Liebreich: 2013 – Smoke Clears from the Battlefield: Many Casualties but Campaign Continues

By Michael Liebreich
Chief Executive
Bloomberg New Energy Finance
Twitter: @Mliebreich

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The Battle of Borodino, immortalised by Leo Tolstoy in his epic novel War and Peace (or by Audrey Hepburn and Henry Fonda in the 1956 film classic, for you Americans) was the bloodiest battle of Napoleon’s invasion of Russia. Both sides took horrific casualties – 70,000 killed or injured among 250,000 participants on both sides. Napoleon won the battle but his troops were too exhausted to chase and destroy the Russian army. Although Borodino marked the high point of Napoleon’s Russian campaign, it also determined its ultimate failure. His Grand Army went on to occupy Moscow, but its eventual defeat, destruction and withdrawal was assured.

As 2013 opens, the smoke is clearing from the energy sector’s equivalent of the Battle of Borodino. The forces of clean energy have been pushed back, with painful losses, by a combination of economic conditions and fossil fuel’s new Imperial Guard, in the shape of shale oil and gas in North America. The battlefield is littered with dead clean energy companies, and more will die of their wounds in the coming months.

And yet, all is not lost. The drivers propelling the world to a cleaner energy system are, like Russia’s resources in fighting against Napoleon’s invasion, almost limitless. Coal and oil producers may have captured for the moment the economic high ground – profitability supported by the ability to externalise their costs and cement their position through political action. But this will not work forever, for all sorts of reasons, and in 2013 the fragility of the fossil fuel system is likely to become more, not less, evident.

Yes, it is the beginning of a new year, and time for my “10 Predictions”, made with the help of Bloomberg New Energy Finance chief editor Angus McCrone and our team of 80 specialist analysts around the world, covering every sector of clean energy, plus carbon, power, water and, to be launched officially in 2013, natural gas.

The predictions below cover the following: overall clean energy investment; shale gas; financial innovation; energy policy; solar; wind; bioenergy; electric vehicles; and – hold onto your hats – fuel cells. Overall, we expect 2013 to benefit from slowly improving economic confidence in developed countries: we are discounting the chance of total meltdown in the US debt ceiling negotiations in the spring, another temporary fudge seems more likely. Energy prices will remain high, and there will be ongoing tension around trade and currencies. And all of this is predicated on their not being any major geopolitical surprises – Iran, please take note.

As usual, we will audit the predictions in this column at the end of the year, celebrating what we got right and owning up to what we got wrong. Here goes…


Clean energy investment fell 11% in 2012, to $268.7bn – the biggest year-on-year setback since we have been tracking the figures in 2004 – but it looks like the main influences that caused that reverse will unwind during 2013.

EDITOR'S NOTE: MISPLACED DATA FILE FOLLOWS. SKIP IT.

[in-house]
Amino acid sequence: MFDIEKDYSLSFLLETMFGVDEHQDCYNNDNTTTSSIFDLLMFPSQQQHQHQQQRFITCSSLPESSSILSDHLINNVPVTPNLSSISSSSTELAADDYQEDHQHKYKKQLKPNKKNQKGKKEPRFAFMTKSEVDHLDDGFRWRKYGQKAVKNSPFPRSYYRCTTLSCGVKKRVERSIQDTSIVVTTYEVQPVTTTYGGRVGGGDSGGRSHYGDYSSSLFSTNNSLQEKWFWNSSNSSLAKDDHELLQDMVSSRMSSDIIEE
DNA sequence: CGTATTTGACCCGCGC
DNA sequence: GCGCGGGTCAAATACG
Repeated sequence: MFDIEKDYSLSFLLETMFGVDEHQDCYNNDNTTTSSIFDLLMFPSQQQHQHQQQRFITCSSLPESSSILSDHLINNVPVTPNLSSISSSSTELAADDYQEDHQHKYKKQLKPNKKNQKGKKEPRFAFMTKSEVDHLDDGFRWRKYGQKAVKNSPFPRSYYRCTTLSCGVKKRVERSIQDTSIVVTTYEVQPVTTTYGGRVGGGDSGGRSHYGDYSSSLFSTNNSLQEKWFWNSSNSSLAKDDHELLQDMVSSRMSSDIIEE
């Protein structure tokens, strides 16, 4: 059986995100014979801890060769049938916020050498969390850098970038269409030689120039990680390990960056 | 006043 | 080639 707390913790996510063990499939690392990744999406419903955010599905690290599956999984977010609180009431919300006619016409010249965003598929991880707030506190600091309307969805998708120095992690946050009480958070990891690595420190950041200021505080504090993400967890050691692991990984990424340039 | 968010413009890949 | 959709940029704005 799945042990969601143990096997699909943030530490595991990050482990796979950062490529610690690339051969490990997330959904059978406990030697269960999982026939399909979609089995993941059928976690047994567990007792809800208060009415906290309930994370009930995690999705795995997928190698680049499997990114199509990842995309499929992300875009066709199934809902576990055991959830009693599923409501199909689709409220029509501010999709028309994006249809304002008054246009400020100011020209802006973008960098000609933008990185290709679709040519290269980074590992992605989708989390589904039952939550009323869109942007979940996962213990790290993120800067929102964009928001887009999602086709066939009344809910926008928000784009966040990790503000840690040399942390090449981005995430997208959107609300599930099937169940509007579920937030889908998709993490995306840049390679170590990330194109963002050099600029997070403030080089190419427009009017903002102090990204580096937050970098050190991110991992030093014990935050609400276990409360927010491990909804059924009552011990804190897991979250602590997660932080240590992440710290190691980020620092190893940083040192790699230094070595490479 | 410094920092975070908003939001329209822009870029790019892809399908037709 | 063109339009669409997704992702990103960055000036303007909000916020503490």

Uncertainty over the US presidential election came to an end on 6 November. The threat of the expiry of the Production Tax Credit (PTC) for US wind was lifted at the turn of this year, when Congress extended the PTC for another year as part of its “fiscal cliff” deal. Of great importance, even though the PTC was only prolonged for one year, projects started but not completed before the end of this year will still be eligible, preventing the same race for completion. In the UK, at least some of the fog over Electricity Market Reform (EMR) has lifted, and 2013 will see the publication of the strike prices, which developers will be able to plug into their spread-sheets and take to their equity and debt sponsors. Germany has made some progress towards addressing the grid connection problems that stymied offshore wind investment for much of last year. China is moving towards clearing its twin backlogs of wind projects not connected to the grid, and unbuilt “megabase” wind projects. It also looks set to become the world’s biggest solar market.

On the stock market, clean energy share prices hit bottom in late July 2012, and have since rallied some 28% according to the WilderHill New Energy Global Innovation Index, or NEX. At around 130, it remains far below its November 2007 peak of 469, but I expect a modest recovery in valuations – as long as it is sustained – to be enough to bring about an increase in public market investment, from last year’s miserable total of $5.1bn (just 20% of the record of $25.6bn raised in 2007). One reason for thinking that this will happen is that the solar sector is getting closer to viewing the light at the end of the tunnel – seeing the moment when painful excess capacity gives way to something closer to balance between supply and demand. A sign of this is that polysilicon prices edged up in the first two weeks of 2013, after plunging again last year. If and when stock market investors regain a little appetite for clean energy, there will be no shortage of wind and solar manufacturers, biofuel technology developers and others queuing up to bolster their balance sheets with an equity issue.